8. ^ Glenisson W, Castronovo V, Waltregny D (October 2007). "Histone deacetylase 4 is required for TGFbeta1-induced myofibroblastic differentiation". Biochimica et Biophysica Acta. 1773 (10): 1572–82. PMID 17610967. doi:10.1016/j.bbamcr.2007.05.016. 
  9. ^ Protein for Sight, Scientific American, 300, 3 (March 2009), p. 23
  10. ^ Chen B, Cepko CL (January 2009). "HDAC4 regulates neuronal survival in normal and diseased retinas". Science. 323 (5911): 256–9. PMC 3339762Freely accessible. PMID 19131628. doi:10.1126/science.1166226. 
  11. ^ a b Lemercier C, Brocard MP, Puvion-Dutilleul F, Kao HY, Albagli O, Khochbin S (June 2002). "Class II histone deacetylases are directly recruited by BCL6 transcriptional repressor". The Journal of Biological Chemistry. 277 (24): 22045–52. PMID 11929873. doi:10.1074/jbc.M201736200. 
  12. ^ Farioli-Vecchioli S, Tanori M, Micheli L, Mancuso M, Leonardi L, Saran A, Ciotti MT, Ferretti E, Gulino A, Pazzaglia S, Tirone F (July 2007). "Inhibition of medulloblastoma tumorigenesis by the antiproliferative and pro-differentiative gene PC3". FASEB Journal. 21 (9): 2215–25. PMID 17371797. doi:10.1096/fj.06-7548com.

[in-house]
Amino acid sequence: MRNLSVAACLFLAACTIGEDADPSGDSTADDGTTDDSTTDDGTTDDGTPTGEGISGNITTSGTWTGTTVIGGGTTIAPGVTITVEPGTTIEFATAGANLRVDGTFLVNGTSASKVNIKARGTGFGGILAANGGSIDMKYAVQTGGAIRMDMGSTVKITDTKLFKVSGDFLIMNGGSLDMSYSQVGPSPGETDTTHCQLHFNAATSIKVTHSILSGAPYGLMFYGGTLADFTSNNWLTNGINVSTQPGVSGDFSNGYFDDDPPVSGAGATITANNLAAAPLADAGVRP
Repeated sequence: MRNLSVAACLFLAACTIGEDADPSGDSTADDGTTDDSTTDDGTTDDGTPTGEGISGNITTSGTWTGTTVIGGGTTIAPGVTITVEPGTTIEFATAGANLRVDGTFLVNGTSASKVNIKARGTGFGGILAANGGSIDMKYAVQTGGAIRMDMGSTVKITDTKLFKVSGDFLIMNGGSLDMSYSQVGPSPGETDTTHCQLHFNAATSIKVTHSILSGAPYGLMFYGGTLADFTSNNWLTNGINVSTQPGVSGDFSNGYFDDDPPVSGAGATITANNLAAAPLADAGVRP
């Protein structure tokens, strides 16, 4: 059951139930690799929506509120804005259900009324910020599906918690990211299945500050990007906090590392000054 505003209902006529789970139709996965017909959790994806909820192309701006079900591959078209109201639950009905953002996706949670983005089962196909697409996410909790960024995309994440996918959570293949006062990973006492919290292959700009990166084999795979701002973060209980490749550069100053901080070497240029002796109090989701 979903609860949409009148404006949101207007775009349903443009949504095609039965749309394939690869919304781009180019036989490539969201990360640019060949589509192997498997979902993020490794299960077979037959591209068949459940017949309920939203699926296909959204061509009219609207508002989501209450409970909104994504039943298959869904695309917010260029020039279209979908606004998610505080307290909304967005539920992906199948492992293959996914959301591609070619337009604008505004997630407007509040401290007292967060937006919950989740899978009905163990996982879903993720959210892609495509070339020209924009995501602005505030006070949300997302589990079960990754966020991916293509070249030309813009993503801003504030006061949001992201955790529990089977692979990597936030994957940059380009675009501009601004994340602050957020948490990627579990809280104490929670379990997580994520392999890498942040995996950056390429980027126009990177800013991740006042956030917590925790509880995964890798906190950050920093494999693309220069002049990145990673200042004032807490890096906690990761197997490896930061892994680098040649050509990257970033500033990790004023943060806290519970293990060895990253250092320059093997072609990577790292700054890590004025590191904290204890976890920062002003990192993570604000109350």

13. ^ Micheli L, D'Andrea G, Leonardi L, Tirone F (July 2017). "HDAC1, HDAC4, and HDAC9 Bind to PC3/Tis21/Btg2 and Are Required for Its Inhibition of Cell Cycle Progression and Cyclin D1 Expression" (PDF). Journal of Cellular Physiology. 232 (7): 1696–1707. PMID 27333946. doi:10.1002/jcp.25467. 
  14. ^ Zhang CL, McKinsey TA, Olson EN (October 2002). "Association of class II histone deacetylases with heterochromatin protein 1: potential role for histone methylation in control of muscle differentiation". Molecular and Cellular Biology. 22 (20): 7302–12. PMC 139799Freely accessible. PMID 12242305. doi:10.1128/mcb.22.20.7302-7312.2002. 
  15. ^ Watamoto K, Towatari M, Ozawa Y, Miyata Y, Okamoto M, Abe A, Naoe T, Saito H (December 2003). "Altered interaction of HDAC5 with GATA-1 during MEL cell differentiation". Oncogene. 22 (57): 9176–84. PMID 14668799. doi:10.1038/sj.onc.1206902. 
  16. ^ a b c Fischle W, Dequiedt F, Hendzel MJ, Guenther MG, Lazar MA, Voelter W, Verdin E (January 2002). "Enzymatic activity associated with class II HDACs is dependent on a multiprotein complex containing HDAC3 and SMRT/N-CoR". Molecular Cell. 9 (1): 45–57. PMID 11804585. doi:10.1016/s1097-2765(01)00429-4. 
  17. ^ a b c Grozinger CM, Schreiber SL (July 2000). "Regulation of histone deacetylase 4 and 5 and transcriptional activity by 14-3-3-dependent cellular localization". Proceedings of the National Academy of Sciences of the United States of America. 97 (14): 7835–40. PMC 16631Freely accessible. PMID 10869435. doi:10.1073/pnas.140199597. 
  18. ^ Fischle W, Dequiedt F, Fillion M, Hendzel MJ, Voelter W, Verdin E (September 2001). "Human HDAC7 histone deacetylase activity is associated with HDAC3 in vivo". The Journal of Biological Chemistry. 276 (38): 35826–35. PMID 11466315. doi:10.1074/jbc.M104935200.